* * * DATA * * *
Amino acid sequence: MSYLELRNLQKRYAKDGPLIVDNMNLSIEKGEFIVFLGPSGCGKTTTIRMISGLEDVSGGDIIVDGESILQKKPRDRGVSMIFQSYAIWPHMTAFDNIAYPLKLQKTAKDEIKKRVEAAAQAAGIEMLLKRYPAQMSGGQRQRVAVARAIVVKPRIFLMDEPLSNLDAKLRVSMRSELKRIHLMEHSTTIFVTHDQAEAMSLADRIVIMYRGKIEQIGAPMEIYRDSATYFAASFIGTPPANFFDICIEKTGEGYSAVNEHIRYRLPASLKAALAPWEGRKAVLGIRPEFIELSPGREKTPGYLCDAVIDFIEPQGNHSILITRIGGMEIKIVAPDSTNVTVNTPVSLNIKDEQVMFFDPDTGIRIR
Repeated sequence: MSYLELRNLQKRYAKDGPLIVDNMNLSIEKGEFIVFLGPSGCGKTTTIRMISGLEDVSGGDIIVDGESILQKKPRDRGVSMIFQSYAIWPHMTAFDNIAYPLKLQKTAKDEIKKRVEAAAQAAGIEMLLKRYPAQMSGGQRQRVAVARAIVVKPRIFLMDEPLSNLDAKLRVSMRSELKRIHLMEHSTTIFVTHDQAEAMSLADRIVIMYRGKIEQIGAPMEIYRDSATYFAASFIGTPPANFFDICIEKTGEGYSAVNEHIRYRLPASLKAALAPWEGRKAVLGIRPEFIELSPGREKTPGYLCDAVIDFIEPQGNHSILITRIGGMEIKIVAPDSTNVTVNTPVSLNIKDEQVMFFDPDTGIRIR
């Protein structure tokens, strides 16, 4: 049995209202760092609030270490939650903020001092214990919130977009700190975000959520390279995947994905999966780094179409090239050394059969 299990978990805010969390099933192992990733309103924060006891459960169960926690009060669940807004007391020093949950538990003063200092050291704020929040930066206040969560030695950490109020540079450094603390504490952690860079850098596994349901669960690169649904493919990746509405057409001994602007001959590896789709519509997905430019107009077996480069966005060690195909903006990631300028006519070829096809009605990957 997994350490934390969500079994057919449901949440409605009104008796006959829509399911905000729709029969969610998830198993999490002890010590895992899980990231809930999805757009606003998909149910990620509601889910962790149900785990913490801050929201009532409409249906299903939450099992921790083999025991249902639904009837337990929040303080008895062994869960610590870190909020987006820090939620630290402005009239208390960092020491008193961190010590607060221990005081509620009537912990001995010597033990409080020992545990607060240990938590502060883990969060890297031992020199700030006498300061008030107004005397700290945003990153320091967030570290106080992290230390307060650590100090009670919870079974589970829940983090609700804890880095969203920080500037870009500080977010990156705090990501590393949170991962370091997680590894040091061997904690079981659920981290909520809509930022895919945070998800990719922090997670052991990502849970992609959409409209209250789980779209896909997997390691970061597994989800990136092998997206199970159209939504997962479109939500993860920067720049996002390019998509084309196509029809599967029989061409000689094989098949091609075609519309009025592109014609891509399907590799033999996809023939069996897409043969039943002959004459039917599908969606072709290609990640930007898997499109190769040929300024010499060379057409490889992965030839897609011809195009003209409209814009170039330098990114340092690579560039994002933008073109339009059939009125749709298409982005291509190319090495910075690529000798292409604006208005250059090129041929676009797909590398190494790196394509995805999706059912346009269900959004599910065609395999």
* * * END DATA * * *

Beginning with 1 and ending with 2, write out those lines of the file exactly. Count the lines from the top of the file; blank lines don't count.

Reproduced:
Amino acid sequence: MSYLELRNLQKRYAKDGPLIVDNMNLSIEKGEFIVFLGPSGCGKTTTIRMISGLEDVSGGDIIVDGESILQKKPRDRGVSMIFQSYAIWPHMTAFDNIAYPLKLQKTAKDEIKKRVEAAAQAAGIEMLLKRYPAQMSGGQRQRVAVARAIVVKPRIFLMDEPLSNLDAKLRVSMRSELKRIHLMEHSTTIFVTHDQAEAMSLADRIVIMYRGKIEQIGAPMEIYRDSATYFAASFIGTPPANFFDICIEKTGEGYSAVNEHIRYRLPASLKAALAPWEGRKAVLGIRPEFIELSPGREKTPGYLCDAVIDFIEPQGNHSILITRIGGMEIKIVAPDSTNVTVNTPVSLNIKDEQVMFFDPDTGIRIR
Repeated sequence: MSYLELRNLQKRYAKDGPLIVDNMNLSIEKGEFIVFLGPSGCGKTTTIRMISGLEDVSGGDIIVDGESILQKKPRDRGVSMIFQSYAIWPHMTAFDNIAYPLKLQKTAKDEIKKRVEAAAQAAGIEMLLKRYPAQMSGGQRQRVAVARAIVVKPRIFLMDEPLSNLDAKLRVSMRSELKRIHLMEHSTTIFVTHDQAEAMSLADRIVIMYRGKIEQIGAPMEIYRDSATYFAASFIGTPPANFFDICIEKTGEGYSAVNEHIRYRLPASLKAALAPWEGRKAVLGIRPEFIELSPGREKTPGYLCDAVIDFIEPQGNHSILITRIGGMEIKIVAPDSTNVTVNTPVSLNIKDEQVMFFDPDTGIRIR